(Reuters) – Grain trader Archer Daniels Midland Co’s (ADM.N) quarterly results beat Wall Street estimates on Thursday, as higher returns from nutrition business cushioned the impact of a deep slump in commodity prices.
FILE PHOTO: The world’s largest corn mill of global grain company Archer Daniels Midland is pictured in Decatur, Illinois, U.S., March 16, 2015. REUTERS/Karl Plume/File Photo
The Chicago-based company and its rivals have been reeling under weaker prices as a result of a prolonged U.S.-China trade war and a supply glut for soy and corn.
Adjusted operating profit at its nutrition business jumped 76% as the company steadily pushes for growth by investing in specialty ingredients such as pea protein and other plant-based, protein-rich ingredients.
Global grain traders have been trying to weather the impact of the trade war that has eroded Chinese demand for North American crops, particularly U.S. soybeans, by restructuring businesses to cut costs.
Meanwhile, an outbreak of the African swine fever in China has reduced the need for soy imports used for livestock feed, squeezing margins and sapping profits of the companies. China is the world’s biggest hog producer and soybean importer.
ADM is one of the so-called “ABCD” quartet of grain traders, alongside Louis Dreyfus Co [AKIRAU.UL], Bunge Ltd (BG.N) and Cargill Inc [CARG.UL].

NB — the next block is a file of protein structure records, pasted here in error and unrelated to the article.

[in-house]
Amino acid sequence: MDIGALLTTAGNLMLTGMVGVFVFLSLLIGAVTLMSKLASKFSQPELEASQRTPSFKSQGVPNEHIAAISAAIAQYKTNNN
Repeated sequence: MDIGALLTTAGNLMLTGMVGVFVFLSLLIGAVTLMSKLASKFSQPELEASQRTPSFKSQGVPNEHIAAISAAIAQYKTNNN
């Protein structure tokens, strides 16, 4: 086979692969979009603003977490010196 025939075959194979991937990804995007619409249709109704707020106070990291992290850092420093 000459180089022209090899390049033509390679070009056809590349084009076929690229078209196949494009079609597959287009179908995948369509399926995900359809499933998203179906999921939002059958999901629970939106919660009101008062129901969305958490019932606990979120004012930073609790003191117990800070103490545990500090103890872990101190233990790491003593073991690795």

Its revenue rose 5.8% to $16.72 billion in the quarter ended Sept. 30, supported in part by higher sales across segments.
The company said improved merchandising results in North America by its agricultural services and oilseeds unit helped “offset a continued challenging volume and margin environment for U.S. exports.”
The company is still well-positioned for improved results going into the next year, ADM Chief Executive Officer Juan Luciano said in a statement.
However, adjusted earnings from its carbohydrate solutions segment fell 36.8% to $182 million due to lower margin at its ethanol business. Excluding items, ADM earned 77 cents per share, beating average analyst estimate of 69 cents, according to IBES Refinitiv data.
Smaller rival Bunge too beat profit estimates on Wednesday, but warned of a drop in annual profits due to mounting challenges to its grain trading and processing business.
Reporting by Arundhati Sarkar in Bengaluru and P.J. Huffstutter in Chicago; Editing by Vinay Dwivedi and Arun Koyyur